“So, the harsh reality is that my parents double paid for my education and that I see is unfair and that is definitely inequitable and so when we talk about ESAs, that is kind of the road that I would head down and so it truly becomes more competitive and the parents and the students really can take advantage of the funds, the taxes that they pay into and to make the decisions for their child’s education.”

Morris said with the state’s education spending so low, “why would you want to expand the voucher program and give more money to the private schools? That makes no sense.

State budget surplus

When asked how they would spend the state’s $5.3 billion surplus, some of the candidates tied it back to education spending.

“Education, education, education,” Morris said. “I would put it right straight into public education funding.

Hans said she’s lived through school budget cuts as a teacher and principal and would save some of that surplus.

“If I need savings in my home, Arizona needs savings for its home, also for that rainy day,” Hans said.

“So, some of that money needs to be spent,” she added. “I absolutely think a huge majority of it needs to go into schools, it needs to go into school classroom sizes, needs to go into paying teachers, paying all the support staff better, (and) the infrastructure in the schools need to be shored up.”

Hardin agreed with Hans that teachers shouldn’t be underpaid.

“You’re right, no one should be delivering pizza,” he said. “But when you go to school as an educator or when you go to school to get an education to become an educator you are not expecting to come out with the same pay as someone who majors in aerospace engineering so there is some accountability there for the choices we make as folks going into that profession.”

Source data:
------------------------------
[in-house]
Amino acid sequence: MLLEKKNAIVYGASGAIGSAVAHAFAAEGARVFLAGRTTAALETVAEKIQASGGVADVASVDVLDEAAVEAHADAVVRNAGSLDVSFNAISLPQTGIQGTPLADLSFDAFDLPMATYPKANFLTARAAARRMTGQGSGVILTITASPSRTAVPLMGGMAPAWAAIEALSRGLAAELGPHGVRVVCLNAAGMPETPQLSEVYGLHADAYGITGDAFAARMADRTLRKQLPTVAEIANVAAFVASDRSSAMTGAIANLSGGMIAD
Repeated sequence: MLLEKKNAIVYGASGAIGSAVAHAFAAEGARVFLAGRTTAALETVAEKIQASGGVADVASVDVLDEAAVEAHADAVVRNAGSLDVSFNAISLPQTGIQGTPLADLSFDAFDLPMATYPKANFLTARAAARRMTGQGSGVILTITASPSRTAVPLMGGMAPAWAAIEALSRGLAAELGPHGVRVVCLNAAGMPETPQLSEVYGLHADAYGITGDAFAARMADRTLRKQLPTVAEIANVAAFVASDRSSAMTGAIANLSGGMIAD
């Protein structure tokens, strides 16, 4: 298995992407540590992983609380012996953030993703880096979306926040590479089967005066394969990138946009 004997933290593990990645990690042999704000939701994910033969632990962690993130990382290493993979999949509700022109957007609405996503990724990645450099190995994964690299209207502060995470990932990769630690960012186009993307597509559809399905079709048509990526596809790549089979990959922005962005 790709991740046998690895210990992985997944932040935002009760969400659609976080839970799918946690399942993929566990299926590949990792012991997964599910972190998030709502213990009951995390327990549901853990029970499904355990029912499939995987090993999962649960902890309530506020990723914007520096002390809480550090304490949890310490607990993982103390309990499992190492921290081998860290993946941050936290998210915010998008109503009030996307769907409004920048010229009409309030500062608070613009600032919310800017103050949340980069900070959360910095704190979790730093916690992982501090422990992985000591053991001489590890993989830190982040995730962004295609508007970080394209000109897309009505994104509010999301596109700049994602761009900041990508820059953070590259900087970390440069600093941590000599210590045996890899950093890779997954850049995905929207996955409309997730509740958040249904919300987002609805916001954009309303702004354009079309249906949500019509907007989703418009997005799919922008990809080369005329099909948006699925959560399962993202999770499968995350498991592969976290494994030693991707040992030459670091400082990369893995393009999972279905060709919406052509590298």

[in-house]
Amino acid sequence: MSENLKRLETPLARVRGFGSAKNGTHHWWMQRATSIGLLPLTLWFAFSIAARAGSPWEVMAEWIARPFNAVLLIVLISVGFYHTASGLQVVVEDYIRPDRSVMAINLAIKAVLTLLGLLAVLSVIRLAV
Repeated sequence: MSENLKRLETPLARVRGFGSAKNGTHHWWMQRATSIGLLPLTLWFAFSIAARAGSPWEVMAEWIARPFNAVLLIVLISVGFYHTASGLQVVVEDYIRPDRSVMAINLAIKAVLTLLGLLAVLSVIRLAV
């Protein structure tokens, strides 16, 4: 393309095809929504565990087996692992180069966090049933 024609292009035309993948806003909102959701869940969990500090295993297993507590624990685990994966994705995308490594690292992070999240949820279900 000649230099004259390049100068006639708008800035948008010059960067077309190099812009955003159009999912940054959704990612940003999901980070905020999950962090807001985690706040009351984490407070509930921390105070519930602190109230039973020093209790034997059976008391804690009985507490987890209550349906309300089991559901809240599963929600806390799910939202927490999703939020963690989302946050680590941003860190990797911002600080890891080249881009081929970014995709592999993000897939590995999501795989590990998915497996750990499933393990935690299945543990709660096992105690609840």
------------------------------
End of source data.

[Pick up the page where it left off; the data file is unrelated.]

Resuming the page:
Hans shot back, “Somebody taught that aerospace engineer some basics before he got to that or she got to that point.”

Morris also called Hardin out for his comment.

“We are losing teachers left and right to Las Vegas and all these other places where they can make a living wage,” Morris said. “We have to attract and retain quality teachers by paying them a respectable wage.”

As for the surplus, Hardin said it should be returned to the taxpayers not as a check but maybe as another temporary reduction in income tax.

“I think we should look for those opportunities,” he said. “I’m certain that everyone would love to have more money in their pocket and that goes back into the Arizona economy. To me it’s just plain and simple, you give back to the folks that put it in the first place.”

Askey said he would return 25 to 50% to taxpayers, use some of the money to shore up public safety and the rest would be saved to help weather what he believed was a coming recession.
Gun control

Hardin said gun-control laws don’t create a safe environment.

“If anything, it’s going to probably make things worse because now the criminals know that you don’t have a gun,” Hardin said. “I am comfortable with the guns laws as they are today.”

“I think we need to do background checks,” said Hans, who has a concealed weapons carry permit but doesn’t own a gun. “I think we need to require training. “We lead the world in these kinds of shootings (yet) we don’t have any more mental illness than any other country.”

Morris, however, disagreed with his fellow Democrat.

“As you all know I have a background in law enforcement,” Morris said. “I have guns of my own. I will never ever, ever take somebody’s gun out of their hand.”

“That is our Second Amendment right. We have the right to bear arms. Now having that being said, there are some loopholes that I could see perhaps where we fall short.”

He pointed to gun shows where a seller doesn’t have to do a background check on a buyer.

Morris sided with Hans in that people should be trained on how to properly use guns.

Hans later said she was not opposed to people owning guns and supported the Second Amendment.

Askey said he was a big supporter of the Second Amendment and disputed Morris’ assertion that there is a gun show loophole.

Federal law requires federally licensed firearms dealers to initiate background checks prior to selling a weapon but private, unlicensed sellers do not.

“I take the word ‘should not infringe’ literally,” said Askey, a constitutionalist. “I would not be for too many restrictions on gun ownership especially when you realize the purpose of the right to bear arms is not to have just recreational shooting…the purpose of the Second Amendment is to protect all the other Amendments from a tyrannical government. An unarmed populace is really easy for someone that has lost their power to come and overtake the society.”